Squatter

AAA

DEFINITION of 'Squatter'

A person who settles in or occupies property with no legal claim to the property. A squatter is one who resides on a property to which he or she has no title, right or lease. A squatter may gain adverse possession of the property through involuntary transfer. A property owner who does not use or inspect his or her property for a number of years could lose title to another person who makes a claim to the land, takes possession of the land and uses the land.

BREAKING DOWN 'Squatter'

Different states have varying laws regarding squatter's rights and adverse possession. For example, certain states require continuous possession of seven years to acquire privately owned property in addition to other requirements. Rockefeller Center, for instance, is closed one day each year to make certain that no trespassers or squatters could ever lay claim to the property's title through adverse possession.

RELATED TERMS
  1. Adverse Possession

    A principle of real estate law that allows a person who possesses ...
  2. Title

    The right to the ownership and possession of any item that may ...
  3. Property

    1. Anything over which a person or business has legal title. ...
  4. Land

    Property or real estate, not including buildings or equipment, ...
  5. Deed

    A legal document that grants the bearer a right or privilege, ...
  6. Fair Housing Act

    This law (Title VIII of the Civil Rights Act of 1968) forbids ...
Related Articles
  1. Retirement

    Should You Buy Property On Leased Land?

    Find out what to consider before investing in a leased-land property.
  2. Home & Auto

    Tips For The Prospective Landlord

    Investing in rental property can generate serious income, but there's more to it than collecting rent.
  3. Retirement

    Holding Titles On Real Property

    Find out how best to claim and convey ownership on your assets.
  4. Personal Finance

    Protect Your Personal Assets

    A family limited partnership (FLP) can go a long way toward securing your family's property.
  5. Home & Auto

    The Pros and Cons of Owner Financing

    Details on the upside and risks of this type of deal for both the owner and the buyer.
  6. Home & Auto

    Après Ski to Profit: Investing in a Swiss Chalet

    Evolving Swiss property laws mean that Swiss ski chalets have become precious commodities – and excellent investments, even if you're not British royalty.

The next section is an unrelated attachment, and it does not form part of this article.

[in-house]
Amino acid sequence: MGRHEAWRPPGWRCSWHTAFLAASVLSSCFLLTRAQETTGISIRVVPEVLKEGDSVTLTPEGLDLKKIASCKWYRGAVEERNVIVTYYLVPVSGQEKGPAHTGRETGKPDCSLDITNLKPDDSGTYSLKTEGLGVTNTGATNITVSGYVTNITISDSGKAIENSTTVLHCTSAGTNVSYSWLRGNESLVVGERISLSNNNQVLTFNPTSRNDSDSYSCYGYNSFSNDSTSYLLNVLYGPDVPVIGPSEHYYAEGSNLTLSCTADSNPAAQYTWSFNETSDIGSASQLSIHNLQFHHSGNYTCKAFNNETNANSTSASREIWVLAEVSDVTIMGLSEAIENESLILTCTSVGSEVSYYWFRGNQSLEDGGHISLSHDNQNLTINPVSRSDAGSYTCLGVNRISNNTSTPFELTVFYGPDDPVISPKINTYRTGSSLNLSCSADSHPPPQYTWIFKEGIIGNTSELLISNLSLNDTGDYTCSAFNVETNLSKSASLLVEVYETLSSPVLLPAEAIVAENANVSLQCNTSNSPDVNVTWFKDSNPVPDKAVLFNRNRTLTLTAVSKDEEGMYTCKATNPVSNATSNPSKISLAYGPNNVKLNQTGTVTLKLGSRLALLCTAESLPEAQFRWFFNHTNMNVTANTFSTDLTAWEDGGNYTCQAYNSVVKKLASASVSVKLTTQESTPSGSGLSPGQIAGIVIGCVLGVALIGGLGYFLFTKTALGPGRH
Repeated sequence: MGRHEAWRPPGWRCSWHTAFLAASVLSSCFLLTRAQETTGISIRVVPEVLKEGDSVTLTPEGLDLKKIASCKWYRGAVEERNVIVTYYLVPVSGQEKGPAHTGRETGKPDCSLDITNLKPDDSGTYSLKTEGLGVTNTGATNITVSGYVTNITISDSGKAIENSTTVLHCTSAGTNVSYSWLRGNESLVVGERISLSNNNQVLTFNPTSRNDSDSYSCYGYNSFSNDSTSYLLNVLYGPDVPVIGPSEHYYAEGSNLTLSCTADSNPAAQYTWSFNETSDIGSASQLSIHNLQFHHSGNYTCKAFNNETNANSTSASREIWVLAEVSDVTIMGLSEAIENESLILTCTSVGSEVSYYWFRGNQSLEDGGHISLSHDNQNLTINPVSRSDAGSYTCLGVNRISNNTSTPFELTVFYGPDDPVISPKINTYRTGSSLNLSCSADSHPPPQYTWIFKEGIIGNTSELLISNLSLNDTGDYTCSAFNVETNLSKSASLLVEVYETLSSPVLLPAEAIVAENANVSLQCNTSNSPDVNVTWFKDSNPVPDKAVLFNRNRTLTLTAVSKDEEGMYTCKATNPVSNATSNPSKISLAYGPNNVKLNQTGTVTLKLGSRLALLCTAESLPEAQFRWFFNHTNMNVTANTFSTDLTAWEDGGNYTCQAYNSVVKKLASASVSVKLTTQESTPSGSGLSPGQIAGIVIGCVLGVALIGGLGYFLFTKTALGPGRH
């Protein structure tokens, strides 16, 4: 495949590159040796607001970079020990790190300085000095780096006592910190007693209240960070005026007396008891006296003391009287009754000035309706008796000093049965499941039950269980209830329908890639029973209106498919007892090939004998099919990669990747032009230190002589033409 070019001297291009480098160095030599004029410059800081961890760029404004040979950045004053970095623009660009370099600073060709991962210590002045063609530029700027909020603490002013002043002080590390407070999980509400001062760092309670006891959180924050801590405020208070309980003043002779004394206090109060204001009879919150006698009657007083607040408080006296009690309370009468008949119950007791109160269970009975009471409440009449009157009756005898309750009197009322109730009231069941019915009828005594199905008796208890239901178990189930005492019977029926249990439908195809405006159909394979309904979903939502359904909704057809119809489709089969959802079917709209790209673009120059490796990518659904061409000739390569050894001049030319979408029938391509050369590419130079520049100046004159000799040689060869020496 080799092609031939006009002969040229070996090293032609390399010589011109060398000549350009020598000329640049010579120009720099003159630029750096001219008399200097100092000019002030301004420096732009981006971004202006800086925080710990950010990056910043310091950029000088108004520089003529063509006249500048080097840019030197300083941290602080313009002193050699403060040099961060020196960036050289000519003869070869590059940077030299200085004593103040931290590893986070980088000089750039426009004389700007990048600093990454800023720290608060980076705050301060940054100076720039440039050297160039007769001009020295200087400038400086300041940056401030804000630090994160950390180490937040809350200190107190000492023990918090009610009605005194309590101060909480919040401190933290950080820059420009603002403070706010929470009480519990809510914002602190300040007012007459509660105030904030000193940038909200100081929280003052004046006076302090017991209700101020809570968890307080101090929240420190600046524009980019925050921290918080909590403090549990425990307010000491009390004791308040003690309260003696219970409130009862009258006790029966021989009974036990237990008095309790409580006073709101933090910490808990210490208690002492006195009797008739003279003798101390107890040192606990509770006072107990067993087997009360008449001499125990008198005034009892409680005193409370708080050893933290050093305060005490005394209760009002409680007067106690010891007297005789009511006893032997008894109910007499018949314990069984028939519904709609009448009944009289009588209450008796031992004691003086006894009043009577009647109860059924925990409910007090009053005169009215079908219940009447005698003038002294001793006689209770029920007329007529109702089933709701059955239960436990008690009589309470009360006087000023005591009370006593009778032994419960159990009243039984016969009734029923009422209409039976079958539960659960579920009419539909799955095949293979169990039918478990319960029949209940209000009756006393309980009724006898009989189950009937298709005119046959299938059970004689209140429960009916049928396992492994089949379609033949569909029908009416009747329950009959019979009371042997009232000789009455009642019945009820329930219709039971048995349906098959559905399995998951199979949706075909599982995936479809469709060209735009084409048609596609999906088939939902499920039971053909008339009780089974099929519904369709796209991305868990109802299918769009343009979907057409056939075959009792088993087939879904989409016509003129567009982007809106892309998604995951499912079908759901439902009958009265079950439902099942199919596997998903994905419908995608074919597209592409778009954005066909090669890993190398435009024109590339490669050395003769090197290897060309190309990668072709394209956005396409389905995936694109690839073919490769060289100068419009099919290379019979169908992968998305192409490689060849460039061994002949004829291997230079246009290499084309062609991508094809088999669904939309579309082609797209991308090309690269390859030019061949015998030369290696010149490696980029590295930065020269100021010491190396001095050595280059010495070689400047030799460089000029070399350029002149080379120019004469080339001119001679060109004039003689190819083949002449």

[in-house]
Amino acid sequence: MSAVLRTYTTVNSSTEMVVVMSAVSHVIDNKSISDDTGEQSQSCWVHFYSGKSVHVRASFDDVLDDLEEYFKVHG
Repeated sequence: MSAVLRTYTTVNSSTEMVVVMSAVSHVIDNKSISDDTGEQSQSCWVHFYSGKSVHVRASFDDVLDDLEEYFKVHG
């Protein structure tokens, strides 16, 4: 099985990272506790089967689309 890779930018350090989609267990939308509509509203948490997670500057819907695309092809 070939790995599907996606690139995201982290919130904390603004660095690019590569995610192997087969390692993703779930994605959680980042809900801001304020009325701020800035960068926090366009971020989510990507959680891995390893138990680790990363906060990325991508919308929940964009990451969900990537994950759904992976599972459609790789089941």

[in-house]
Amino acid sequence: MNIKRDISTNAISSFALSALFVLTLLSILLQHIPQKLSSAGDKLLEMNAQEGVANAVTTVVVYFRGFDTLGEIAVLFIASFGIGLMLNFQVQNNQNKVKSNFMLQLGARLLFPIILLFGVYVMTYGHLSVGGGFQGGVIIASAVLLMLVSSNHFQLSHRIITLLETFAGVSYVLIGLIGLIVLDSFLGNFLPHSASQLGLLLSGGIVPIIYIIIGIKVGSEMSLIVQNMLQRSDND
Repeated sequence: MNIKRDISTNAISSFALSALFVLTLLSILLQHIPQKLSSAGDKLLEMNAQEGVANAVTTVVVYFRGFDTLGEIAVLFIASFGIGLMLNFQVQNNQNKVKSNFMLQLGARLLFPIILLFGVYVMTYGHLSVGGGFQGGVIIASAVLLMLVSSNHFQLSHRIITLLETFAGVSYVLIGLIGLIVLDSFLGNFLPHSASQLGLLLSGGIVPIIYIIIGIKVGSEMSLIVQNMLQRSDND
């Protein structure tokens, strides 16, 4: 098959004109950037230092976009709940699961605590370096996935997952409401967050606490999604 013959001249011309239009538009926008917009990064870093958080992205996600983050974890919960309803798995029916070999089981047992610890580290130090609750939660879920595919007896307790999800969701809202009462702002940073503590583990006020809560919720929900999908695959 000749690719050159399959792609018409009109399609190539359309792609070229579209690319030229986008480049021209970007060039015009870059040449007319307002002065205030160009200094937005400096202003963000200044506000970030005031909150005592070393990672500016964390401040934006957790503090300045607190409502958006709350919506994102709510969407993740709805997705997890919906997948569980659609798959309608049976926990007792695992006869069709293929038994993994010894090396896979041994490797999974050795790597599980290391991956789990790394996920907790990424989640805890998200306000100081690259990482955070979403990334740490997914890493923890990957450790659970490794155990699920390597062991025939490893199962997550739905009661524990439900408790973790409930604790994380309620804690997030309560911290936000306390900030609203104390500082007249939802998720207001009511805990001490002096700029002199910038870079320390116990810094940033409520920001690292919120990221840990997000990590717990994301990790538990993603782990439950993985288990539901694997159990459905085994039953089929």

7. Credit & Loans

    Avoiding Red Flags with Online Mortgage Lenders

    Using an online mortgage lender can be convenient, but how do you know you can trust one? Follow these tips to make sure the lender is legit.
  8. Credit & Loans

    How To Boost Your Credit Score To Save Thousands

    One of the first steps you should follow before buying a home is to boost your credit score. And how do you do that? Here, we tell you how.
  9. Credit & Loans

    5 Mortgage Loans You Didn't Know About

    These lesser known mortgage loans are often overlooked by potential home buyers.
  10. Economics

    Real Estate: How the Bubble Will Pop

    This real estate bubble is much different from the last one. Understanding it is imperative if you plan on making any investments.
RELATED FAQS
  1. Can I take my 401(k) to buy a house?

    Once you reach 59.5, you can use the funds in your 401(k) retirement savings account to buy a house or any other expense ... Read Full Answer >>
  2. Can I take my 401(k) to buy a house for my children?

    Under the standard regulations for 401(k) retirement savings plans, you may elect to withdraw funds from your 401(k) for ... Read Full Answer >>
  3. How is market value determined in the real estate market?

    Anyone who has ever tried to purchase or sell a home has probably heard a lot about the property's fair market value, or ... Read Full Answer >>
  4. What does the American Dream mean to different generations?

    The American Dream at its core is the belief that every generation should enjoy greater prosperity than the generation before ... Read Full Answer >>
  5. When should a real estate broker release earnest money deposit funds?

    As soon as an agent or broker accepts an earnest money deposit, he becomes an escrow agent. This means that, in most cases, ... Read Full Answer >>
  6. Why does the loan-to-value ratio matter?

    For mortgage lenders and borrowers, the loan-to-value ratio is an important factor in determining the repayment terms of ... Read Full Answer >>

You May Also Like

Hot Definitions
  1. Alligator Spread

    An unprofitable spread that occurs as a result of large commissions charged on the transaction, regardless of favorable market ...
  2. Tiger Cub Economies

    The four Southeast Asian economies of Indonesia, Malaysia, the Philippines and Thailand. Tiger cub economy indicates that ...
  3. Gorilla

    A company that dominates an industry without having a complete monopoly. A gorilla firm has large control of the pricing ...
  4. Elephants

    Slang for large institutions that have the funds to make high volumes trades. Due to the large volumes of stock that elephants ...
  5. Widow's Exemption

    In general terms, a widow's exemption refers to the amount that can be deducted from taxable income by a widow, thereby reducing ...
  6. Wedding Warrant

    A warrant that can only be exercised if the host asset, typically a bond or preferred stock, is surrendered. Until the call ...
Trading Center
×

You are using adblocking software

Want access to all of Investopedia? Add us to your “whitelist”
so you'll never miss a feature!